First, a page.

ONLINE CATALOG SEARCH
To Lieutenant General Daniel Van Voorhis
January 4, 1941 Washington, D.C.
Dear Van Voorhis:
I am enclosing a tentative study on the question of command in the Caribbean area, which today is being sent to G-3 for further development.1 You will be communicated with through formal War Department channels, but meanwhile I wish to have a little informal interchange with you on the subject.
The question of a coordinated command in the Caribbean area is to me of great importance and of many complications. The Army command alone is a sufficiently complicated matter, but when we introduce the Navy into the problem, the entire affair becomes most difficult of solution. But we must arrive at a sound basis for action without delay.
The question of the coordination of the Air forces is exceedingly important, it seems to me, and will require very special treatment. It was for that reason that I sent Frank Andrews down to the Canal Zone, so that you would have a very competent man for this purpose.2 As soon as the new Air units begin to arrive in the Caribbean region, the matter of coordination of air affairs will demand immediate treatment.
I have felt, though the Staff here does not seem to agree with me, that our present plans involve the accumulation of too many air units on permanent station in the area, considering the rapidity with which air units can be deployed providing fields and facilities are available, and also considering the heavy expense of maintaining such units on a permanent status in that region. I suggested that we should determine the minimum garrisons, and then tag units located in the Southeastern United States for reenforcements, these units to make a circuit of the Caribbean region three or four times a year, spending several weeks in the locality designated for their emergency assignment.
I hesitate to enter into a formal discussion of the complications involved in a settlement of the matter of command throughout this region between the Army and Navy, but there can be no question but what all of the Air activities must be coordinated by a single head. A possible solution might be managed on the basis of Army control during the absence of the fleet from that region, and Navy control by the Commander of the fleet when in those waters. Certainly there must not be divided control, or adjustments at the time, dependent upon personalities.3
I am writing you very frankly and without Staff advice, so I must ask you to treat this as a confidential discussion between the two of us.
Document Copy Text Source: George C. Marshall Papers, Pentagon Office Collection, Selected Materials, George C. Marshall Research Library, Lexington, Virginia.
Document Format: Typed letter.
1. In December 1940 the War Plans Division proposed the creation of a Caribbean Defense Command consisting of the Panama Canal Department (including Jamaica), the Puerto Rican Department (including the Bahamas, Antigua, and Santa Lucia), and the Trinidad Base Command (including British Guiana). The planners envisaged a theater of operations including the Caribbean and adjacent neutral areas. Peacetime preparations for such a theater of war should commence at once, according to the War Plans Division. (Watson, Chief of Staff, p. 462.) For Marshall’s previous comments regarding the extent of Van Voorhis’s command, see Papers of George Catlett Marshall, #2-245 [2: 93-94].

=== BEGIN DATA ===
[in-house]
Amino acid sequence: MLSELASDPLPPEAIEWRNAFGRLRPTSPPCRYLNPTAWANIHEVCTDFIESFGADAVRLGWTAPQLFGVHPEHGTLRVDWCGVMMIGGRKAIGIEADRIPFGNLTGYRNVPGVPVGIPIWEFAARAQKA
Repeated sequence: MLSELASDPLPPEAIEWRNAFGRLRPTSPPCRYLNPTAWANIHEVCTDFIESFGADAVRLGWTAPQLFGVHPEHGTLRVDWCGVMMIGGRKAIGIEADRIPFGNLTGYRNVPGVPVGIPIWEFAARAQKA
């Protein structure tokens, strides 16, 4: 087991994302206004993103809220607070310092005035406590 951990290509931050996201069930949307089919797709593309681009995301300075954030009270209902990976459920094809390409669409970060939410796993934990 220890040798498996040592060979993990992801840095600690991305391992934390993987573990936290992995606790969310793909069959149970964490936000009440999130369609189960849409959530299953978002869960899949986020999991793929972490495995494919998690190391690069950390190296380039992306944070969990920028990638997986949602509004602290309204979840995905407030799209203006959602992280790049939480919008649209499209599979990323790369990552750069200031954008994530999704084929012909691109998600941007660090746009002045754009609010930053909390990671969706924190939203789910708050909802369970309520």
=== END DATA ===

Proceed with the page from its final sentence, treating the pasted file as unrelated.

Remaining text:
2. Frank M. Andrews had been promoted to major general effective October 27 and took command of the newly formed Panama Canal Air Force in November 1940.
3. While Marshall’s letter was primarily concerned with ground-air and army-navy command coordination, Van Voorhis’s reply showed him to be more concerned with strategic doctrine. Cooperation with the navy should continue, he wrote, but settlement of command coordination issues should be made “when the emergency arises.” More important for him was the question of the relation of the Panama Canal Department to the new Caribbean bases. The department’s mission, in his opinion, “was that of a fortress defense” against the enemy’s intention of closing the canal. The Caribbean bases were outposts of that defense, not the main line, and the canal’s defenses should not be weakened in order to strengthen the bases; neither did he envision “this command as constituting an expeditionary force.” As for the commander of the Caribbean Defense Command, his primary responsibilities at present were training—particularly developing communications—and planning. If he was to assume new duties in a wider sphere, Van Voorhis said, he had to improve his staff, which was presently neither qualitatively nor quantitatively capable of handling the job. (Van Voorhis to Marshall, January 10, 1941, GCMRL/G. C. Marshall [Pentagon Office, Selected].)
Recommended Citation: ThePapers of George Catlett Marshall, ed.Larry I. Bland, Sharon Ritenour Stevens, and Clarence E. Wunderlin, Jr.(Lexington, Va.: The George C. Marshall Foundation, 1981- ). Electronic version based on The Papers of George Catlett Marshall, vol. 2, “We Cannot Delay,” July 1, 1939-December 6, 1941 (Baltimore and London: The Johns Hopkins University Press, 1986), pp. 379-381.